A renowned and relentless Paris detective takes his first vacation in eleven years at a small inn in the French countryside. There he meets and falls in love with the hotelier's daughter, ... See full summary »
Joseph H. Lewis
A telephone repairman in Los Angeles uses his knowledge of electronics to help a bookie set up a betting operation. When the bookie is murdered, the greedy technician takes over his business. He ruthlessly climbs his way to the top of the local crime syndicate, but then gangsters from a big East Coast mob show up wanting a piece of his action. Written by
"Boulder Dam" is actually Hoover Dam. Congress authorized the Boulder Canyon Dam Project in 1931 and, it being traditional to name big federal dam projects after the sitting President, named it Hoover Dam. Franklin D. Roosevelt defeated Herbert Hoover in 1932 but could not officially change the name set by Congress. Harold Ickes (FDR's Interior Secretary), however, issued a memo directing that his employees "...will refer to the dam as 'Boulder Dam' in this pamphlet as well as in correspondence and other references...." In 1947, after Roosevelt and Ickes had died, Congress passed a resolution to "restore" the name of Hoover Dam. Until that time, however, all official, tourist and other promotional materials called it "Boulder Dam." The public's recognition with the old name was still apparent in the movie (released in 1950) through the script and the highway signage seen en route. See more »
After Larry's funeral, after Mal and Gail talk to Carl Stephans and they walk away, the whole filming crew is reflected on the door of Carl's black car. See more »
The following title card appears on screen right before the start of the opening credits: "Because of the disclosures made in this film, powerful underworld interests tried to halt production with threats of violence and reprisal. It was only through the armed protection provided by members of the Police Department in the locales where the picture was filmed, that this story was able to reach the screen. To these men, and to the U.S. Rangers at Boulder Dam, we are deeply grateful." See more »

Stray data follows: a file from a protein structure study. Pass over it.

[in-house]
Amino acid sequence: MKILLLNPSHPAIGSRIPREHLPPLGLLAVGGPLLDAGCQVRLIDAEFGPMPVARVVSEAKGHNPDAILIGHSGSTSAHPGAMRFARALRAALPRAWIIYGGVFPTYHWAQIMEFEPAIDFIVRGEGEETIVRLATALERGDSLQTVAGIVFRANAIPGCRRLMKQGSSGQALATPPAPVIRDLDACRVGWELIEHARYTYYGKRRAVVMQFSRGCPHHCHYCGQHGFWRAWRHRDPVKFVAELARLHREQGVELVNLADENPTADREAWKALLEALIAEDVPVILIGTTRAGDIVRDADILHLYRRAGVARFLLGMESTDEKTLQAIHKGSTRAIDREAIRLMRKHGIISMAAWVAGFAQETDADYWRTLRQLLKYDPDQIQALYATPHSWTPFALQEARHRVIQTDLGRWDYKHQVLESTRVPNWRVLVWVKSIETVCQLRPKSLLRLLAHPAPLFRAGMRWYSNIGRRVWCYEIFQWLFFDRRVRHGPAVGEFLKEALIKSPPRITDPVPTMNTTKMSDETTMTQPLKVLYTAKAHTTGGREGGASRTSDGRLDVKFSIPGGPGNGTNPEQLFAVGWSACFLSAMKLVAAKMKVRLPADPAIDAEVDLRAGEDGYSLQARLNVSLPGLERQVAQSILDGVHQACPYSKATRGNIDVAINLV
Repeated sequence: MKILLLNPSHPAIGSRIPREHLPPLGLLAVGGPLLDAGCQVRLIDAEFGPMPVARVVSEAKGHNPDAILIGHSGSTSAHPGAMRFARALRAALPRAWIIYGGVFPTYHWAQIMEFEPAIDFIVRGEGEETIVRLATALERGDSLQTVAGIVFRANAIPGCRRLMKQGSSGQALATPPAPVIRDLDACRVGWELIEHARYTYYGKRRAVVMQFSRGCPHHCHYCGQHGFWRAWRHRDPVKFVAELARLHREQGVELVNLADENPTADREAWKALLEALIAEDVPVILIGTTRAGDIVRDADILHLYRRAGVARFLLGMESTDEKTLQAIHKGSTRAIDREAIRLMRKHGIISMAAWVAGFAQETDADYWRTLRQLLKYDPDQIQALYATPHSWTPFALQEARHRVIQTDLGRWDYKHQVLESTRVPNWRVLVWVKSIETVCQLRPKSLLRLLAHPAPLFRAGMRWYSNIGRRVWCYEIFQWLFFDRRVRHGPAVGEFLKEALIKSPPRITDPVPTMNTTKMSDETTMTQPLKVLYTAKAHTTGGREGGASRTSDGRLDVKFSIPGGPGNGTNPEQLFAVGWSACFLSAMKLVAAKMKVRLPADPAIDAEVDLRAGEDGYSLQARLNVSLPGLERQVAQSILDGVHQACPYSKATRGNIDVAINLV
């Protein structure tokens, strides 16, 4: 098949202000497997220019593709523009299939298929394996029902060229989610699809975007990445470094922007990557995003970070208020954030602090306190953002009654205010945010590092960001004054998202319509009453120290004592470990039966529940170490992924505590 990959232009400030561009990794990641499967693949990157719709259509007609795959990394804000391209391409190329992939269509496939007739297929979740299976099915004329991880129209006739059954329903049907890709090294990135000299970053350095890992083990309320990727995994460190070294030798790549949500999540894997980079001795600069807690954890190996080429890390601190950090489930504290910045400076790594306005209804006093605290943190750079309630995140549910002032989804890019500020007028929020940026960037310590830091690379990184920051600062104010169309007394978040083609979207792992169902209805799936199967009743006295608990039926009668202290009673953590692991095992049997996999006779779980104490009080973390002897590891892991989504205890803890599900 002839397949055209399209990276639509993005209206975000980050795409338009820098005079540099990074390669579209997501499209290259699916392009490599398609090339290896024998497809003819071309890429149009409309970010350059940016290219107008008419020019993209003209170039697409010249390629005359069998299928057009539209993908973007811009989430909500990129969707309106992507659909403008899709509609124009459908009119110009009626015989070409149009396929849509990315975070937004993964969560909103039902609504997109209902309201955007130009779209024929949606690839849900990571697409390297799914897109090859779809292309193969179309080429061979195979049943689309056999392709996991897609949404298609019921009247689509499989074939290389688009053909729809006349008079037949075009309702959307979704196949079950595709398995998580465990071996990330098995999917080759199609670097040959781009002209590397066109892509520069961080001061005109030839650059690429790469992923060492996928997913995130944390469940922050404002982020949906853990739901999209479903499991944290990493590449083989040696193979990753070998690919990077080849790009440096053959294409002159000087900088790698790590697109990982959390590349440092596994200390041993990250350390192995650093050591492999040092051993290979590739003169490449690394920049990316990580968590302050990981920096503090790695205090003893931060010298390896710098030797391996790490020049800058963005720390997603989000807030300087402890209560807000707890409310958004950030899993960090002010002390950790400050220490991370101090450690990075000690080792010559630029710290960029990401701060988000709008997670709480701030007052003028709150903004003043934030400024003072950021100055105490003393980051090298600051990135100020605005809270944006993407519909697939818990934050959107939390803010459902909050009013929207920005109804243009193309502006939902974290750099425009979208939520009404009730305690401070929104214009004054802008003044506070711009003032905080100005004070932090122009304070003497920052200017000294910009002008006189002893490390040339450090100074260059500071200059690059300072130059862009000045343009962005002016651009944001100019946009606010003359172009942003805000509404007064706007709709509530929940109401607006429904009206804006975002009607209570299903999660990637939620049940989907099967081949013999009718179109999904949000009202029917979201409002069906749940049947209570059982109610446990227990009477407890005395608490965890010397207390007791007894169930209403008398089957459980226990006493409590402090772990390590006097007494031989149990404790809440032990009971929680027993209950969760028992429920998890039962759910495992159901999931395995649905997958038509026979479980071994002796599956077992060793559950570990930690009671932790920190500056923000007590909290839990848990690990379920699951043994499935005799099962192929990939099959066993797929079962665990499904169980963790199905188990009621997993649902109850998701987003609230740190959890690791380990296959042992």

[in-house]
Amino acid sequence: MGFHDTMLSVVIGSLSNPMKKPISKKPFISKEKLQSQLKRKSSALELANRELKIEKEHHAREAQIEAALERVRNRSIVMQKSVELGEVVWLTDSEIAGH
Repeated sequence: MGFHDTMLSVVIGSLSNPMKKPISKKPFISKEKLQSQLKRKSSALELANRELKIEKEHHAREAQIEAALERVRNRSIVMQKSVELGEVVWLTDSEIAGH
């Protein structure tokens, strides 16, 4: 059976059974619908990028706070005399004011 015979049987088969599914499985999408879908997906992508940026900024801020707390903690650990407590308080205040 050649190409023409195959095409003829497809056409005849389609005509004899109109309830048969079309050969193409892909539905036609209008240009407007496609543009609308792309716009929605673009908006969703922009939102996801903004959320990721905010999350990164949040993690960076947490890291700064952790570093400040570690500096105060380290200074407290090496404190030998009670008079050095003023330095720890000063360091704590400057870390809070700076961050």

How the information highway leads straight to hell
The address of Edmond O'Brien's posh Malibu digs -- 711 Ocean Drive -- lends the title to this semidocumentary noir about bookmaking. Unfortunately the movie is bookended by sermons instructing viewers on their civic responsibilities: the two bucks you put on a horse go straight to graft and murder! In between, it's not bad. O'Brien, always better supporting than, as here, in the lead, is a money-grubbing telephone technician who brings his electronic expertise to the illegal-betting circuit. The profits his innovations generate oil his swift climb up the syndicate ladder; his ruthlessness greases his slide down. Along the way, the movie casually includes what may be the first Hollywood episode of severe wife-battering, perpetrated on Joanne Dru. At the end, O'Brien's grasping ambitions are dwarfed by the enormity of Boulder Dam, and viewers are left with a sense of his brief notoriety being but a single cog in a vast, unstoppable crime machine. It's a dated message in a time when, increasingly, gambling with the government's blessing has become the new civic responsibility.
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